Zigner Well-Known Member

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    A trust may be a better vehicle for your estate-planning needs.
     
  8. adjusterjack

    adjusterjack Super Moderator

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    My issue with that (lawyer or no) is that it's none of their business who you leave your property to unless there is some specific prohibition in the CC&Rs. Did they cite a provision of the CC&Rs or any other authority for the decision?

    Being a landlord carries its own problems and the CC&Rs may have limitations.

    Without legal authority, he won't be able to.

    No, you don't know that. Once he becomes an OWNER of the property, lots of things can get in the way of a friendship, not the least of which is money.

    Two alternatives come to mind.

    1 - A "revocable living trust" where the trust owns the property, you and your husband control the property while you are alive. Each of you is trustee and beneficiary of the trust should either of you die. You can name your friend as successor trustee in the event both of you die at the same time. The trust document would contain instructions for the disposition of the property. You can revoke the trust at any time or change the provisions or remove your friend and replace him without jeopardizing your control.

    2 - An "enhanced life estate." Too much to explain. As the lawyer about it.

    Yes. The biggest risk is that he becomes an OWNER of the property and a falling out between you can be disastrous.

    I have been on legal websites since 2001 and have read thousands of serious and costly legal problems that include the words "I trusted."

    Do not make your friend an "owner" of your property. Period.

    More complications. If the deed is written with three way right of survivorship, the two of you get the property. If not, then you end up sharing your property with his relatives. The bigger problems occur while he's alive. Suppose he gets into financial difficulties and somebody sues him, gets a judgment and puts a lien on the property, then forecloses to pay the judgment?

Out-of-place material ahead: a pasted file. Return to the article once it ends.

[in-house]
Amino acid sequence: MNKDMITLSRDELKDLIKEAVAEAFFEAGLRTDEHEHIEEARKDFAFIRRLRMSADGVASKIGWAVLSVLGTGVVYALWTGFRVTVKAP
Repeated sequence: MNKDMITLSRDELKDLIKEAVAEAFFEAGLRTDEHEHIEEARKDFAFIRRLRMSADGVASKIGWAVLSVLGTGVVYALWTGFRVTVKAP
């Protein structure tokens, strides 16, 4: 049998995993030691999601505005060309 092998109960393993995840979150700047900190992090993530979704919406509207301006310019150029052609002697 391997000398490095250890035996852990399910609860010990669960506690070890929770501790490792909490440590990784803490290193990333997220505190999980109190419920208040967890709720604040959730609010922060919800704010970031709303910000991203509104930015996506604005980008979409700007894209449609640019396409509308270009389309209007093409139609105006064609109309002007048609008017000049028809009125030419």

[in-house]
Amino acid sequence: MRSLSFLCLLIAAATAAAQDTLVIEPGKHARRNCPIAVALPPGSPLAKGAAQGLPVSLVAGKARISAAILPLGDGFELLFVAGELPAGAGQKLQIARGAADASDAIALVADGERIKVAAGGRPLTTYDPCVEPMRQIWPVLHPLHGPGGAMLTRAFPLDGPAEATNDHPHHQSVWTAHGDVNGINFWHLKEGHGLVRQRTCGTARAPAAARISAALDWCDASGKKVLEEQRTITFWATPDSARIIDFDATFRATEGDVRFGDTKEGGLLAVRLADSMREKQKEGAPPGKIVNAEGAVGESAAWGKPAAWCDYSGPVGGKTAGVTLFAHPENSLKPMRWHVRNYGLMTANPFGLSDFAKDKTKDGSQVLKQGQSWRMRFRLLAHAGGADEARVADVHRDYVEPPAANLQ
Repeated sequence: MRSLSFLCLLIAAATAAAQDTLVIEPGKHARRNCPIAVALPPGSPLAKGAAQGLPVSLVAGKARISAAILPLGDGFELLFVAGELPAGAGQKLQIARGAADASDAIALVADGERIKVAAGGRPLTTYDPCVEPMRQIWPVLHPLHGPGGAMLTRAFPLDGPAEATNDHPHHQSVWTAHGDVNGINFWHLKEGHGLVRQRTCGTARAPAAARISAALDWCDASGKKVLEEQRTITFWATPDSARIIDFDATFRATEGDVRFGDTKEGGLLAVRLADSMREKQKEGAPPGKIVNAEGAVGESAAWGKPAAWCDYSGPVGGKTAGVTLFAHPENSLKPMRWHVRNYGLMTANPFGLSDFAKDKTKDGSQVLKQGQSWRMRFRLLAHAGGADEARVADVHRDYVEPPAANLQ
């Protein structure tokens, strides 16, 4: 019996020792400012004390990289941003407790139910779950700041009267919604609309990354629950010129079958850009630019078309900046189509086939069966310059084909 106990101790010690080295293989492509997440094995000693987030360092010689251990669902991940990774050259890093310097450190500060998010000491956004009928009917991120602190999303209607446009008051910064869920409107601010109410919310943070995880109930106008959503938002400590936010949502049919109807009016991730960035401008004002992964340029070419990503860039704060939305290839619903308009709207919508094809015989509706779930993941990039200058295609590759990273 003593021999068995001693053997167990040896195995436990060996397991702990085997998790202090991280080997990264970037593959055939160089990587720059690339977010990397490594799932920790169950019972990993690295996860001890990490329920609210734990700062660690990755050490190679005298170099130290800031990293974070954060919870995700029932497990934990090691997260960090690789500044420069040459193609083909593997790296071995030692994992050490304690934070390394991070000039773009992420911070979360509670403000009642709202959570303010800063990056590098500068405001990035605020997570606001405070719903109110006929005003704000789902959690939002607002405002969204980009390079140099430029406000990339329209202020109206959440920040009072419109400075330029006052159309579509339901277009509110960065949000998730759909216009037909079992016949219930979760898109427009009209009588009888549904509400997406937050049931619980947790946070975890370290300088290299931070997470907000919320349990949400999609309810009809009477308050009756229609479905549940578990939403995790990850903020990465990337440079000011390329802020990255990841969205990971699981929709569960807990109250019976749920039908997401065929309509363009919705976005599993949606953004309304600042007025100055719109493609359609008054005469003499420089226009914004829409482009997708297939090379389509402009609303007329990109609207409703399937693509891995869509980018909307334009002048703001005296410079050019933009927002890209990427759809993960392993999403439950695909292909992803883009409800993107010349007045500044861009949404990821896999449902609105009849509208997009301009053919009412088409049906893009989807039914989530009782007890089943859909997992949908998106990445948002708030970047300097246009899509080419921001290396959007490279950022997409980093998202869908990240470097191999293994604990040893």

It's only a mess if you get it wrong. :D
     
  9. flyingron

    flyingron Well-Known Member

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    Note that PUTTING SOMEONE ON THE DEED is not the same as "leaving it to them if you die."

    Deeding property away is immediately and irrevocably giving them some portion of the property. A joint tenancy can be broken without your consent. There are all sorts of downsides to you and to the person you're trying to leave the property to giving them ownership while you are still alive.

    What is it you are trying to accomplish?
     
    army judge likes this.
  10. CindiW

    CindiW Law Topic Starter Member

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    Yes. Thanks to all for consideration. I will call lawyer and explain to her soon. Because we did not discuss that property.
     
  11. zddoodah

    zddoodah Well-Known Member

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    Depends on how title is held, whether only one or two of the owners die, how closely in time the joint owners die if two of them die, if/how the joint owners are related, the size of the estate(s) of the decedent(s), and what exactly "does it go to probate court" means (and probably a few other things).

    Your follow up post tells me that you need to consult with an estate planning attorney who can, among other things, review your condo association CC&Rs/bylaws.